Transfers inevitable, says mayor
One-year contract is thin edge of the wedge

by Richard Gleeson
Northern News Services

NNSL (Feb 28/97) - The territorial government is getting out of the health and social services business, says Mayor Dave Lovell.

Mayor LovellThe only question that remains is who is going to take it over.

He said the government will be downloading all health and social services, except income support programs, likely within the next two years.

"The question is who do you want doing it, a local hospital board or a regional hospital board?," said Lovell (left).

"If the corporation (the city) out and out refuses to take it over, the territorial government will download it to someone else, and Stanton (Regional Hospital) is the logical choice."

City council agreed Monday to a one-year $105,000 contract to provide administrative services for a one-stop health and social services centre. The government will provide the centre.

Under the contract, the city will provide the equivalent of two clerks, plus benefits and administrative support.

It gives the government the right to purchase other services and supplies from the city, such as maintenance, stationary and fuel, for the centre.

The government would pay the city's costs plus 15 per cent for these additional purchases.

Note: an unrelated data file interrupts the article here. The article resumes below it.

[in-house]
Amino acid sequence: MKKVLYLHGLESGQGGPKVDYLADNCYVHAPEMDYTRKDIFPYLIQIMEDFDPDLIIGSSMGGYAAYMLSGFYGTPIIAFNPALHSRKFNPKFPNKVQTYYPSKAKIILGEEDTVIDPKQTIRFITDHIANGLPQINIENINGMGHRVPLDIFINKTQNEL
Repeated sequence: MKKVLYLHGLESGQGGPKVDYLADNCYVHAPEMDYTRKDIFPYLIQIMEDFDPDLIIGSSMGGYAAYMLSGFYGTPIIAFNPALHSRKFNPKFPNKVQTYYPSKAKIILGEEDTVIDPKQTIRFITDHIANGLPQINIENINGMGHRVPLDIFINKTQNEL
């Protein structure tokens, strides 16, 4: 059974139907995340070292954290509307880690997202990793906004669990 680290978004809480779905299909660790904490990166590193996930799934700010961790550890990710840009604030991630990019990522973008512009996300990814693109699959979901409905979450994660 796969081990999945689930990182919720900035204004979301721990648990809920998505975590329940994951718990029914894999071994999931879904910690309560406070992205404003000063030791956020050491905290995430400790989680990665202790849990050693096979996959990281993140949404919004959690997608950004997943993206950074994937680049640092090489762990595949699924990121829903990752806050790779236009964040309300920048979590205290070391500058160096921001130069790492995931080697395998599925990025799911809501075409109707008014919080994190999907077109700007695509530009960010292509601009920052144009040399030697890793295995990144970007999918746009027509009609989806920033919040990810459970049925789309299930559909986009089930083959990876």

The city is already making property assessments under a contract with the government. Also, it will take over lottery licensing duties April 1.

The government has maintained all along that "empowerment", the term used for transferring responsibilities to communities, is optional.

Last year government officials asked the city if it wanted to be more involved in how social services are provided, said finance director Joe Kronstal.

The city organized a series of public meetings and workshops to determine which course residents want to follow on a variety of fronts, social services among them.

Official said they couldn't respond to the government until the Future Focus series is complete.

But Lovell said that from what he heard from the estimated 350 people who attended sessions, residents want the city to take over the services.

"If members of the public are concerned about us getting into health and social services, I'd like to hear from them," he added.